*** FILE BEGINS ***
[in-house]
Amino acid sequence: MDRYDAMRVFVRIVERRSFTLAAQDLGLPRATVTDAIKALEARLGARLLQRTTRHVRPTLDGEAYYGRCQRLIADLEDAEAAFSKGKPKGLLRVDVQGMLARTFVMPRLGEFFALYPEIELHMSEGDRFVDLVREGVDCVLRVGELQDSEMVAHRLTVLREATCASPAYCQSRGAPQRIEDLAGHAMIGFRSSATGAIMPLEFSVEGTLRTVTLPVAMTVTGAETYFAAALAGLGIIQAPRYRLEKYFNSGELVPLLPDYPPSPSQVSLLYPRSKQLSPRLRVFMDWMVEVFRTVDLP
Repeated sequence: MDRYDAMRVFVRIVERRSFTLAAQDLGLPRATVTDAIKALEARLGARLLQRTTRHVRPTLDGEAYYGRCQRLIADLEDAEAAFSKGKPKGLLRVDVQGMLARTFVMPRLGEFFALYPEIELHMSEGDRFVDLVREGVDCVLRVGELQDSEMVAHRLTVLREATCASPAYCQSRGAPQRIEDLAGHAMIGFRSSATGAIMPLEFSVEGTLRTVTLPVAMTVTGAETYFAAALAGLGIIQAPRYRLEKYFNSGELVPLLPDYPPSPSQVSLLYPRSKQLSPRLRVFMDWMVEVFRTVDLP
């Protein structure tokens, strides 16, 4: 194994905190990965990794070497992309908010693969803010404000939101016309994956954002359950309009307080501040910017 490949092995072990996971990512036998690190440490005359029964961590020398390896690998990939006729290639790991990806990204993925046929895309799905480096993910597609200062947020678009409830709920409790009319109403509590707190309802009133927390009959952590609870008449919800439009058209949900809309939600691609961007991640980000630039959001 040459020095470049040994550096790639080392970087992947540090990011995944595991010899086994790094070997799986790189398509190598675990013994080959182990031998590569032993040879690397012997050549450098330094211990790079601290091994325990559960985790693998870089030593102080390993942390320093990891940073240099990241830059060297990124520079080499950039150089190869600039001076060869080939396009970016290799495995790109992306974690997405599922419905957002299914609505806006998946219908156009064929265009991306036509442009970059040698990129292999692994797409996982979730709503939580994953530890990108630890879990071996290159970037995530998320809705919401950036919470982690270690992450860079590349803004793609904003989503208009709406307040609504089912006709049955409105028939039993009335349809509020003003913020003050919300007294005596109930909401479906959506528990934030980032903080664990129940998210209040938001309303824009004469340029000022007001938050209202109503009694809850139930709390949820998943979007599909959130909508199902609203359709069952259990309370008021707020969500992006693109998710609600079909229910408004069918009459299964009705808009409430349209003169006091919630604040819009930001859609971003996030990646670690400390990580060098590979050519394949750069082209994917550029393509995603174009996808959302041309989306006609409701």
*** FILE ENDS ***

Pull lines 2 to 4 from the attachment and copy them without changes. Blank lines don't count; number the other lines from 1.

Amino acid sequence: MDRYDAMRVFVRIVERRSFTLAAQDLGLPRATVTDAIKALEARLGARLLQRTTRHVRPTLDGEAYYGRCQRLIADLEDAEAAFSKGKPKGLLRVDVQGMLARTFVMPRLGEFFALYPEIELHMSEGDRFVDLVREGVDCVLRVGELQDSEMVAHRLTVLREATCASPAYCQSRGAPQRIEDLAGHAMIGFRSSATGAIMPLEFSVEGTLRTVTLPVAMTVTGAETYFAAALAGLGIIQAPRYRLEKYFNSGELVPLLPDYPPSPSQVSLLYPRSKQLSPRLRVFMDWMVEVFRTVDLP
Repeated sequence: MDRYDAMRVFVRIVERRSFTLAAQDLGLPRATVTDAIKALEARLGARLLQRTTRHVRPTLDGEAYYGRCQRLIADLEDAEAAFSKGKPKGLLRVDVQGMLARTFVMPRLGEFFALYPEIELHMSEGDRFVDLVREGVDCVLRVGELQDSEMVAHRLTVLREATCASPAYCQSRGAPQRIEDLAGHAMIGFRSSATGAIMPLEFSVEGTLRTVTLPVAMTVTGAETYFAAALAGLGIIQAPRYRLEKYFNSGELVPLLPDYPPSPSQVSLLYPRSKQLSPRLRVFMDWMVEVFRTVDLP
């Protein structure tokens, strides 16, 4: 194994905190990965990794070497992309908010693969803010404000939101016309994956954002359950309009307080501040910017 490949092995072990996971990512036998690190440490005359029964961590020398390896690998990939006729290639790991990806990204993925046929895309799905480096993910597609200062947020678009409830709920409790009319109403509590707190309802009133927390009959952590609870008449919800439009058209949900809309939600691609961007991640980000630039959001 040459020095470049040994550096790639080392970087992947540090990011995944595991010899086994790094070997799986790189398509190598675990013994080959182990031998590569032993040879690397012997050549450098330094211990790079601290091994325990559960985790693998870089030593102080390993942390320093990891940073240099990241830059060297990124520079080499950039150089190869600039001076060869080939396009970016290799495995790109992306974690997405599922419905957002299914609505806006998946219908156009064929265009991306036509442009970059040698990129292999692994797409996982979730709503939580994953530890990108630890879990071996290159970037995530998320809705919401950036919470982690270690992450860079590349803004793609904003989503208009709406307040609504089912006709049955409105028939039993009335349809509020003003913020003050919300007294005596109930909401479906959506528990934030980032903080664990129940998210209040938001309303824009004469340029000022007001938050209202109503009694809850139930709390949820998943979007599909959130909508199902609203359709069952259990309370008021707020969500992006693109998710609600079909229910408004069918009459299964009705808009409430349209003169006091919630604040819009930001859609971003996030990646670690400390990580060098590979050519394949750069082209994917550029393509995603174009996808959302041309989306006609409701």